Is Chiefs DT Chris Jones NFL’s most unheralded elite defender?

Chris Jones brought hell on earth to the Cincinnati Bengals.

In the AFC Championship Game, he drew double teams and wreaked havoc anyway, using his rare size and length for a defensive attack. And after Cincinnati tied the game at 20 in the fourth quarter, threatening Kansas City’s Super Bowl return hopes, Jones made another move.

On third-and-2 with 1:27 left, Jones brought down Bengals guard Max Scharping to blow up the pocket and force Joe Burrow’s intentional grounding. Then, to end the Bengals’ potential game-winner, Jones showed off his versatility. On third-and-8 from the Cincinnati 35 with 44 seconds left, he lined up on the edge, facing Bengals right tackle Hakeem Adeniji. Jones beat Adeniji on an outside play, sacked Burrow for a seven-yard loss and gestured toward the Bengals’ sideline as he jogged down the field.

“The most unstoppable man in football,” Chiefs defensive end Frank Clark said after the game.

It is a proclamation not universally recognized.

Several elite defenders receive more praise than Jones. Consider Nick Bosa, the favorite for AP Defensive Player of the Year. Or Micah Parsons. Or Aaron Donald and TJ Watt when healthy. But Jones, who arguably had the best season of his career in 2022 (tying a game-high 15.5 sacks en route to first-team All-Pro honors), is on par with those guys. He’s the leader of a Chiefs defense that can’t let Patrick Mahomes down.

Mahomes praises Chiefs O-line and DBs

Mahomes praises Chiefs O-line and DBs

Patrick Mahomes joins Nick Wright, Chris Broussard and Kevin Wildes in “First Things First” to give Kansas City’s offensive line and defensive backs their flowers going into Super Bowl LVII.

On Sunday Super Bowl LVII against the Eagles (6:30 PM ET on FOX and the FOX Sports App), who have several elite defenders, Jones might be the best on the field. At the very least, he’s the one whose greatness is most evident when compared to his cast.

Philadelphia has four players with at least 11 sacks (Haason Reddick, Javon Hargrave, Josh Sweat and Brandon Graham) and the NFL’s best secondary, featuring stars Darius Slay and James Bradberry. Reddick and Slay are Pro Bowlers this season. Bradberry was named a second-team All-Pro selection.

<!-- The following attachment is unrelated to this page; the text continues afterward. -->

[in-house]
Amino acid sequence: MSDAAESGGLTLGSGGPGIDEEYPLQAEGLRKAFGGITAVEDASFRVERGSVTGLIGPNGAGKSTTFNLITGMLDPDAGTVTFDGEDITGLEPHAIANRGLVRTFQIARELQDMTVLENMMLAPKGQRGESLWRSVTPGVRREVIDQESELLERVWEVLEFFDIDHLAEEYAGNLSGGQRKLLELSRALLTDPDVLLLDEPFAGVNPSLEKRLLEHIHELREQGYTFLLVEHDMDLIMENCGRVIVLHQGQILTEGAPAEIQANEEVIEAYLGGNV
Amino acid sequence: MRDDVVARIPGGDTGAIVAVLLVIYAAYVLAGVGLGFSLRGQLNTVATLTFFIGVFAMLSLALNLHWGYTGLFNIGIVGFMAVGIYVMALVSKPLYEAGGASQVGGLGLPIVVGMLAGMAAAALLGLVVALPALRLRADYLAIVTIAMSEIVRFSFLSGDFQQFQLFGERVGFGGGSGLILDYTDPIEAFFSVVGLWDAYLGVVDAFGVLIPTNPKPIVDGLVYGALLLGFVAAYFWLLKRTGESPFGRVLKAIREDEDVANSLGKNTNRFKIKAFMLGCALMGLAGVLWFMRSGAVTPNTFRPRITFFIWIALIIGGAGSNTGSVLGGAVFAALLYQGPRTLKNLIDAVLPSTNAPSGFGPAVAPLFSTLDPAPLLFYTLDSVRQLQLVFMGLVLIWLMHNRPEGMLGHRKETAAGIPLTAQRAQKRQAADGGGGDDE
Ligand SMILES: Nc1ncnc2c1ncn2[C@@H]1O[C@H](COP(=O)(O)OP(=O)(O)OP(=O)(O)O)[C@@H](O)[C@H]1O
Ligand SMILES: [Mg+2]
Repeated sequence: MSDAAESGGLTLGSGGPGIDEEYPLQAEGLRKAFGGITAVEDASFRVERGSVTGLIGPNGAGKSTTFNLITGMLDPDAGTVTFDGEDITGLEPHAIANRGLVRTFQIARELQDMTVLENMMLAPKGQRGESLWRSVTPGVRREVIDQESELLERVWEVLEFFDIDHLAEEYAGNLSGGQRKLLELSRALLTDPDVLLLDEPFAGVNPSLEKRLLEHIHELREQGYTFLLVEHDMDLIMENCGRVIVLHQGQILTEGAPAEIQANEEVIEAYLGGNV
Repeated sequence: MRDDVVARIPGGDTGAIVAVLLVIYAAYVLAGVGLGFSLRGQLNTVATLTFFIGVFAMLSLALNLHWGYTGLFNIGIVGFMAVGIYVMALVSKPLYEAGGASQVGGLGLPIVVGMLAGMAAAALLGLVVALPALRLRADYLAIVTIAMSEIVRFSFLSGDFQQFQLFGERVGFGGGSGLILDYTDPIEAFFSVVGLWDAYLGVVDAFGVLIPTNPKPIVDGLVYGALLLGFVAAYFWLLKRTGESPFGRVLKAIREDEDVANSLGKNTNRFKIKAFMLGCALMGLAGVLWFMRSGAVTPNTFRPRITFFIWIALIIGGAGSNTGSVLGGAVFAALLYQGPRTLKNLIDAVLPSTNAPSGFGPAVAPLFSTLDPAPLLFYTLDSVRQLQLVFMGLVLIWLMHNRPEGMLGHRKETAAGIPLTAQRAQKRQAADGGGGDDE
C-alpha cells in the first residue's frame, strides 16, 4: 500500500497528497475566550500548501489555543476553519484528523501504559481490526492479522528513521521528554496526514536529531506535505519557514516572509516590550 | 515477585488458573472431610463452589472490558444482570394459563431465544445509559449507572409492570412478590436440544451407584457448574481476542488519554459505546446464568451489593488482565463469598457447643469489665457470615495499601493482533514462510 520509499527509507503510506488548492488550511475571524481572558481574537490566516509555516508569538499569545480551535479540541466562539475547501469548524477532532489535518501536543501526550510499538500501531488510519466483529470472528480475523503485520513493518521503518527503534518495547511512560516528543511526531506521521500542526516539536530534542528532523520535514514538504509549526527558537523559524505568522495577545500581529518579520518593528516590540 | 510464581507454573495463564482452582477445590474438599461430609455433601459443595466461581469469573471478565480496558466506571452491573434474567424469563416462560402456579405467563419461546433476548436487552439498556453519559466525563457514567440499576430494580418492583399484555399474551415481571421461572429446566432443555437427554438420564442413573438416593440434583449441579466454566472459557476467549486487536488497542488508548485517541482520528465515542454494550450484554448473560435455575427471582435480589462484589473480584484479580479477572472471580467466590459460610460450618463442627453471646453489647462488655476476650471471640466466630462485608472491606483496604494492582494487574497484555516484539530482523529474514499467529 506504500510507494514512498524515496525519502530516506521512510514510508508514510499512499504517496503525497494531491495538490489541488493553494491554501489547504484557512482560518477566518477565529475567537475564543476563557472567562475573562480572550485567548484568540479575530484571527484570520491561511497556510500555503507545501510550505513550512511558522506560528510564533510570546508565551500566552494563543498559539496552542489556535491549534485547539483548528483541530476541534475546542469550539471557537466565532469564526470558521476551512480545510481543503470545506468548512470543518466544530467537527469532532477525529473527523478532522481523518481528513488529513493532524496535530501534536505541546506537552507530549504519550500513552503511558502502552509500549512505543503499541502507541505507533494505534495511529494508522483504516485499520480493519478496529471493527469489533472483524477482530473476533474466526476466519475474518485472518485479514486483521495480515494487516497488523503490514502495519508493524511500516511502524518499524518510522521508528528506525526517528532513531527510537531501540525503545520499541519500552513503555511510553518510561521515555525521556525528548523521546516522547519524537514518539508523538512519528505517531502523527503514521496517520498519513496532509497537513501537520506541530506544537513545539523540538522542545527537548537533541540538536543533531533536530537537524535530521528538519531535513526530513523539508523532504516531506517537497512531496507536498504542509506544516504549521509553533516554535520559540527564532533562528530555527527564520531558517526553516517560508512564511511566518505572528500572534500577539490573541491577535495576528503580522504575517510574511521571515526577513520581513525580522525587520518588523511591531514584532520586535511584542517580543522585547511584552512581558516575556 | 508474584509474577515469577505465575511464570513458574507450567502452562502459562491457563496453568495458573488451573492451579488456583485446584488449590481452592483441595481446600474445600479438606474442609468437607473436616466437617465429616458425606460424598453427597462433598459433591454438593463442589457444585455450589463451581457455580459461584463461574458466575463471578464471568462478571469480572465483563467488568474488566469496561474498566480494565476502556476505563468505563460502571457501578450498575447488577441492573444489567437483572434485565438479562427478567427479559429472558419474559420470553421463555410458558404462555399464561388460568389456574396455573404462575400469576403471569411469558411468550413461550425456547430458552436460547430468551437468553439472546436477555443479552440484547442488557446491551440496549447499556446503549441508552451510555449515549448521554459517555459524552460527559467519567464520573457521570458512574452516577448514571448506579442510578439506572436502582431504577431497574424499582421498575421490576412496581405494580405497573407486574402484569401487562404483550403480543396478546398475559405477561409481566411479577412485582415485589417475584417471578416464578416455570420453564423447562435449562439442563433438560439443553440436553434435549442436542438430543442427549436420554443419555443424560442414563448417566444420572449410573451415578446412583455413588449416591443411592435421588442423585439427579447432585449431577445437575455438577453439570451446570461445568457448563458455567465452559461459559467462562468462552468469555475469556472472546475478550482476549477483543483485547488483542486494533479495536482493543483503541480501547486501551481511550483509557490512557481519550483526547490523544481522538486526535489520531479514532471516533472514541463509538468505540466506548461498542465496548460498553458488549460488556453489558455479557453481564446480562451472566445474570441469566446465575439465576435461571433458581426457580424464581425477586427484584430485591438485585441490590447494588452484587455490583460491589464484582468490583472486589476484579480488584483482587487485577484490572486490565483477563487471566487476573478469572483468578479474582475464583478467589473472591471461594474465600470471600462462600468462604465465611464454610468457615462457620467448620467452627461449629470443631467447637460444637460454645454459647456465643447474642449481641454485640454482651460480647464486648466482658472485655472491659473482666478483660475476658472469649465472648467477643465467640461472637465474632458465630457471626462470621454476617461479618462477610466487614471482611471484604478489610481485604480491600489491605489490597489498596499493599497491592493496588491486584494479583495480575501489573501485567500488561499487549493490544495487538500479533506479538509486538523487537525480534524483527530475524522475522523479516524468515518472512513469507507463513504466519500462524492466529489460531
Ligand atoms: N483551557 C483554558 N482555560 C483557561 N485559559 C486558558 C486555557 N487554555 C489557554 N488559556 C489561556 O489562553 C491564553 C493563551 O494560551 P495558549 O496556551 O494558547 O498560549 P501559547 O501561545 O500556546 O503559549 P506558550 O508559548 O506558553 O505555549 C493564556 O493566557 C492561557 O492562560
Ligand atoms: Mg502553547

Jones is the only Kansas City linebacker who is a Pro Bowler or was named to an All-Pro team.

“My job is to make sure I play hard, play physical, set a different side of the line of scrimmage and make sure my teammates around me make plays,” Jones said last week. “It’s to carry the double team all game, or it’s to get the one on one and win.”

There is no better pass defensive tackle in football than Jones. In the regular season, he led all interior defensive linemen in pressures (77), sacks (15.5) and hurries (50), according to Pro Football Focus. He also led all defensive tackles with a 21.5 percent pass rush win percentage, which measures how often a pass rusher beats his block within 2.5 seconds, according to ESPN Analytics. That was while facing more double teams than any other interior defender (69%).

Kansas City’s defense has been relatively average by several metrics, including points allowed (16th), passing yards allowed (18th), third-down efficiency (13th) and tackles (tied-20th). He was second-worst in red zone efficiency during the regular season, allowing touchdowns on 67.3 percent of opponent possessions that reached the 20-yard line.

But the quickstep has been the unit’s calling card, and at the helm is Jones.

The Chiefs had 55 sacks in the regular season, second only to the Eagles’ 70, and 188 pressures, sixth in the league, according to Next Gen Stats. The ability to consistently generate pressure has led to many wins, including the AFC title game. Burrow was sacked five times, including four times in the first half, and was pressured 29 times, according to PFF. The latter tied a season high with Kansas City.

Besides Jones, three other Chiefs players had at least five sacks in the regular season: rookie George Karlaftis (six), Clark (five) and Michael Danna (five).

“We were playing together, the whole defense,” Danna said of the Bengals’ game. “We executed the calls that the coach gave us, the pressure, the stunts [and] we hit on all cylinders so that was great. we have arrived [Burrow].”

Prior to last week’s AFC title game, Jones had not posted a sack in his previous 12 playoff games. It was a shadow over his greatness, something he erased with his two-sack, five-quarterback effort that helped the Chiefs return to the Super Bowl for the third time in four seasons.

It was a performance his offseason program had been leading up to, Jones said. He was frustrated that he didn’t make enough big plays in last season’s AFC title game against Cincinnati, a season-ending loss to Kansas City. This time he wanted to answer the doorbell.

“I really personally don’t care about playoff stats,” Jones said. “I don’t really care, but I’m glad you can have another story that Chris Jones finally got a sack [in the playoffs].”

How about this story: Jones has an argument as the best defender in football.

Ben Arthur is the AFC South reporter for FOX Sports. He previously worked for The Tennessean/USA TODAY Network, where he was the Titans beat writer for a year and a half. He covered the Seattle Seahawks for for three seasons (2018-20) before moving to Tennessee. You can follow Ben on Twitter at @benyarthur.

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